Tuesday, September 30, 2014

Jesse Halsey Autobiography


When I was a boy the North Main Street in the Spring was either a rushing torrent or a muddy slough. The melting snow all the way from Long Springs sought its hurried way to the town pond or rather the swamp that then extended as far north as Capt. George White’s lot (Jagger Lane). I have gone from our back gate in a row-boat all the way to the pond and could of course gone on to the beach. My playmate, Lewis Hildreth, as we were sailing shingle boats from a footbridge, fell off and was swept away. I “hollered” with all my lungs and Mr. Charles Seldon (Halsey) ran down and pulled him out. (We were about five years old.)

When the water had gone the frost came out and with the churching of darn wagon wheels the clay became a veritable “slough of despond” through which the horses wallowed, the wheels cutting ever deeper. The sod was cut from tree line to tree line through some put out rails to save the sod and keep the traffic in the roadbed.

Once, coming home from Camp’s Pond with a load of pine wood as we passed “Uncle Sam” Bishop’s he called out, “Pick a good rut, Charlie, you’ll be in it till you get home.”

There was quite a hill coming up toward our place, from what is now Powell Avenue (as the contour of the lawns on the east side of Main St. will reveal) and it was hard pulling for the horses. Main St. is none too straight following an old cow path likely which eased these (small) hills by circumventing them (circumnavigate would be a better word under the two conditions I have mentioned). When the mud had gone and Mr. Dan Phillips had guided the road scraper through the village with two teams tandem pulling the machine, with the oncoming of summer dust took the place of mud and only after the “Yorkers” came was any attempt made to sprinkle the streets.

The first watering carts were low box affairs made locally by George Culver or Andy Jagger that with a trap bottom backed into the town pond (Lake Agawam) and when they were full the horses drew them out and the bottom closed. When they reached the proper place on the street the driver opened the gate and the water ran out through some perforations in a pipe, leaving a trail about six feet wide. A limited area was patrolled, Main St. from the beach to Seely’s Store (no Catina’s) and First Neck Lane—not much more. Later came the windmills installed by the Southampton Village Improvement Association and big Studebaker cars that carried a thousand gallons (I estimate) were circulated over a wider area. One of the big windmills was located back of our barn with an immense tank that furnished a bountiful supply not only for the [railroad] watering cars, but piped into our barn and cow-yard, watered our stock. Before that time it was my daily duty after school to man the old log pump that stood by the back door and pump water that ran through wooden troughs to the barn-yard. Ultimately, the water also piped into our house.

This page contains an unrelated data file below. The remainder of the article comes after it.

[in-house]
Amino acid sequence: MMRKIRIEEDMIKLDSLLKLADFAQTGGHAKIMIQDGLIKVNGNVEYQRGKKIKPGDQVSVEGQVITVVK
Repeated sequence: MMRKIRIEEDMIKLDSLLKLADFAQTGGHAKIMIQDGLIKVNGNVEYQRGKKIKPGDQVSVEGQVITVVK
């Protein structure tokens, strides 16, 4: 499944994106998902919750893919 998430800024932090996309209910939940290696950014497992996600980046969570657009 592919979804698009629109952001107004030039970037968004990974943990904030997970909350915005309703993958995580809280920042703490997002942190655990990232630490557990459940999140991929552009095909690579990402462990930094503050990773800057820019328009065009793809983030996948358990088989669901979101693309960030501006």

These and other windmills disappeared gradually after the Water Works were built. The pumping station was (and is) north end of the Village. At first it was a pneumatic system, there was no standpipe as at present. In case of fire, the air pump was started and pressure pushed up. Everyone was very proud of the quality of the water—“it never saw the air till it reached your faucet.” Some of the city people had it bottled and sent to their New York homes. One enthusiast took a supply on a shipboard to Europe with him! The trenches were all labouringly dug by hand. Often they caved in before the mains could be laid. With a succession of rains, a stretch on Windmill Lane caved in six times before the pipes finally were in. The man (Johnson) who took that assignment at so much a foot said that “he was gipped, by Jimminy.”

In the haunts of my boyhood on the Millstone Brook Road is a spring. It was in a setting of great oaks on a knoll sloping down to the bay, the deep shadows made a setting for ferns, a place of rare beauty. As I came along one day I found an artist painting the scene.

Some months later, coming to the same spot I found men taking samples of the water for chemical analysis and biological tests. A great house was rising across the road and the engineers were looking for an uncontaminated abundant water supply.

The next summer on a hot August afternoon I came along and there was a scout troop, weary with the hike and hot and thirsty. They were drinking greedily from the spring of the abundant bubbling water.

Religion is like that; it has three aspects: 1) the aesthetic that takes in shape in architectural form and liturgical that expresses deep meaning in sonorous and meaningful phrase; 2) the theoretical as in theology and philosophy; and above all 3) the practical, it meets human needs.

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